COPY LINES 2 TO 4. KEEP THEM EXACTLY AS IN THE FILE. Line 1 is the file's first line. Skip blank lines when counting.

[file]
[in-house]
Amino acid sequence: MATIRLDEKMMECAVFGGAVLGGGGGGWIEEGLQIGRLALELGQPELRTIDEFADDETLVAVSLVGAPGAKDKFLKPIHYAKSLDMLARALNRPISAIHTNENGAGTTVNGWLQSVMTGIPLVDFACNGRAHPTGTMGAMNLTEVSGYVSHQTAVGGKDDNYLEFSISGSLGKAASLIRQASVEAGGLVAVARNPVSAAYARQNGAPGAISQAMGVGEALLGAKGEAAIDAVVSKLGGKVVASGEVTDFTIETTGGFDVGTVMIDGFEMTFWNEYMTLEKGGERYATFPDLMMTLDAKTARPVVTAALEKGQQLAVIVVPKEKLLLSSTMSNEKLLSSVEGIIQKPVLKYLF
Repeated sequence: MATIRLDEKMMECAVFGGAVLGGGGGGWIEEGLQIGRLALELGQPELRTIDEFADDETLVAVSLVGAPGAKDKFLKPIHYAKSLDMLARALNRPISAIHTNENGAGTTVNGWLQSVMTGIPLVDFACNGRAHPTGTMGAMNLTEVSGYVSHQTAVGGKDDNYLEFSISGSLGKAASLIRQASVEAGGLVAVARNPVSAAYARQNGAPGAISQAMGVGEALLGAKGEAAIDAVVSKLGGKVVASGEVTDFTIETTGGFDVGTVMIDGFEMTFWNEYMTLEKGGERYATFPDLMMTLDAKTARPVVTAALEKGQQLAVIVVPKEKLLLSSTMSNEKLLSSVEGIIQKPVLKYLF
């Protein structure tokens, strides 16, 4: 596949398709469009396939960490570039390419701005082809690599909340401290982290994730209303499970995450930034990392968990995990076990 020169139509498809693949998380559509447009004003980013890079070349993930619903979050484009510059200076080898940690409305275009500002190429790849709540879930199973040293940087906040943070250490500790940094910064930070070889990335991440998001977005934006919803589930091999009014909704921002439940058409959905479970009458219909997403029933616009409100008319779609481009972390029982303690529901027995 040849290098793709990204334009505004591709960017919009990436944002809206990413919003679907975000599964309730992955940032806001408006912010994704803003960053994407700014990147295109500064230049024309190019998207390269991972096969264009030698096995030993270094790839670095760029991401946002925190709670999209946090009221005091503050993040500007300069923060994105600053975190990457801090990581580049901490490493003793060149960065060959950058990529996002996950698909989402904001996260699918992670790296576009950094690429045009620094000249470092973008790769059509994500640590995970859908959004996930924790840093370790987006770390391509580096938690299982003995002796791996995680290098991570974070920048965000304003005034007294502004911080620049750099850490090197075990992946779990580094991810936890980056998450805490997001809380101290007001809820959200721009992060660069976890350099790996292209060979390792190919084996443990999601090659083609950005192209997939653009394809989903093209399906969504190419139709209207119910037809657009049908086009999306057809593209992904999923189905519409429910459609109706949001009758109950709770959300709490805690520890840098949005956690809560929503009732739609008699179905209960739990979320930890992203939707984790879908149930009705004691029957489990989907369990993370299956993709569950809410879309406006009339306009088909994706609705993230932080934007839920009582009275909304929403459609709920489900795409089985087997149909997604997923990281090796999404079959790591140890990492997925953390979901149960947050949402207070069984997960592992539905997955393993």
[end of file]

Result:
Amino acid sequence: MATIRLDEKMMECAVFGGAVLGGGGGGWIEEGLQIGRLALELGQPELRTIDEFADDETLVAVSLVGAPGAKDKFLKPIHYAKSLDMLARALNRPISAIHTNENGAGTTVNGWLQSVMTGIPLVDFACNGRAHPTGTMGAMNLTEVSGYVSHQTAVGGKDDNYLEFSISGSLGKAASLIRQASVEAGGLVAVARNPVSAAYARQNGAPGAISQAMGVGEALLGAKGEAAIDAVVSKLGGKVVASGEVTDFTIETTGGFDVGTVMIDGFEMTFWNEYMTLEKGGERYATFPDLMMTLDAKTARPVVTAALEKGQQLAVIVVPKEKLLLSSTMSNEKLLSSVEGIIQKPVLKYLF
Repeated sequence: MATIRLDEKMMECAVFGGAVLGGGGGGWIEEGLQIGRLALELGQPELRTIDEFADDETLVAVSLVGAPGAKDKFLKPIHYAKSLDMLARALNRPISAIHTNENGAGTTVNGWLQSVMTGIPLVDFACNGRAHPTGTMGAMNLTEVSGYVSHQTAVGGKDDNYLEFSISGSLGKAASLIRQASVEAGGLVAVARNPVSAAYARQNGAPGAISQAMGVGEALLGAKGEAAIDAVVSKLGGKVVASGEVTDFTIETTGGFDVGTVMIDGFEMTFWNEYMTLEKGGERYATFPDLMMTLDAKTARPVVTAALEKGQQLAVIVVPKEKLLLSSTMSNEKLLSSVEGIIQKPVLKYLF
């Protein structure tokens, strides 16, 4: 596949398709469009396939960490570039390419701005082809690599909340401290982290994730209303499970995450930034990392968990995990076990 020169139509498809693949998380559509447009004003980013890079070349993930619903979050484009510059200076080898940690409305275009500002190429790849709540879930199973040293940087906040943070250490500790940094910064930070070889990335991440998001977005934006919803589930091999009014909704921002439940058409959905479970009458219909997403029933616009409100008319779609481009972390029982303690529901027995 040849290098793709990204334009505004591709960017919009990436944002809206990413919003679907975000599964309730992955940032806001408006912010994704803003960053994407700014990147295109500064230049024309190019998207390269991972096969264009030698096995030993270094790839670095760029991401946002925190709670999209946090009221005091503050993040500007300069923060994105600053975190990457801090990581580049901490490493003793060149960065060959950058990529996002996950698909989402904001996260699918992670790296576009950094690429045009620094000249470092973008790769059509994500640590995970859908959004996930924790840093370790987006770390391509580096938690299982003995002796791996995680290098991570974070920048965000304003005034007294502004911080620049750099850490090197075990992946779990580094991810936890980056998450805490997001809380101290007001809820959200721009992060660069976890350099790996292209060979390792190919084996443990999601090659083609950005192209997939653009394809989903093209399906969504190419139709209207119910037809657009049908086009999306057809593209992904999923189905519409429910459609109706949001009758109950709770959300709490805690520890840098949005956690809560929503009732739609008699179905209960739990979320930890992203939707984790879908149930009705004691029957489990989907369990993370299956993709569950809410879309406006009339306009088909994706609705993230932080934007839920009582009275909304929403459609709920489900795409089985087997149909997604997923990281090796999404079959790591140890990492997925953390979901149960947050949402207070069984997960592992539905997955393993």